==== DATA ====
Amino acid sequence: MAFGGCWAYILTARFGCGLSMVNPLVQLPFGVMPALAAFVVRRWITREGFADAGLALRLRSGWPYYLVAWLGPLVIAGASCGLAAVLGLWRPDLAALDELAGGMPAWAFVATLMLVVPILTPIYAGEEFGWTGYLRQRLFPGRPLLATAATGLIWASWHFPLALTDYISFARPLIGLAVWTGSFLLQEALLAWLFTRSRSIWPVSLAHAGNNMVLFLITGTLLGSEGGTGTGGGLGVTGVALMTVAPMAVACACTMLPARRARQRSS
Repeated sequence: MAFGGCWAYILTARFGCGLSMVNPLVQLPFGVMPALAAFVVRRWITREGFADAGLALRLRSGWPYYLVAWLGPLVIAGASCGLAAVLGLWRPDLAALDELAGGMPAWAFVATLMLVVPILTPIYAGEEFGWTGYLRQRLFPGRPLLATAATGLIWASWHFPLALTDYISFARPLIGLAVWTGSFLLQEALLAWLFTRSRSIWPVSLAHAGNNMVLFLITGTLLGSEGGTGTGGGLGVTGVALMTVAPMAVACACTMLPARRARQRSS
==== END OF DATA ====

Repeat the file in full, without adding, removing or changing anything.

Amino acid sequence: MAFGGCWAYILTARFGCGLSMVNPLVQLPFGVMPALAAFVVRRWITREGFADAGLALRLRSGWPYYLVAWLGPLVIAGASCGLAAVLGLWRPDLAALDELAGGMPAWAFVATLMLVVPILTPIYAGEEFGWTGYLRQRLFPGRPLLATAATGLIWASWHFPLALTDYISFARPLIGLAVWTGSFLLQEALLAWLFTRSRSIWPVSLAHAGNNMVLFLITGTLLGSEGGTGTGGGLGVTGVALMTVAPMAVACACTMLPARRARQRSS
Repeated sequence: MAFGGCWAYILTARFGCGLSMVNPLVQLPFGVMPALAAFVVRRWITREGFADAGLALRLRSGWPYYLVAWLGPLVIAGASCGLAAVLGLWRPDLAALDELAGGMPAWAFVATLMLVVPILTPIYAGEEFGWTGYLRQRLFPGRPLLATAATGLIWASWHFPLALTDYISFARPLIGLAVWTGSFLLQEALLAWLFTRSRSIWPVSLAHAGNNMVLFLITGTLLGSEGGTGTGGGLGVTGVALMTVAPMAVACACTMLPARRARQRSS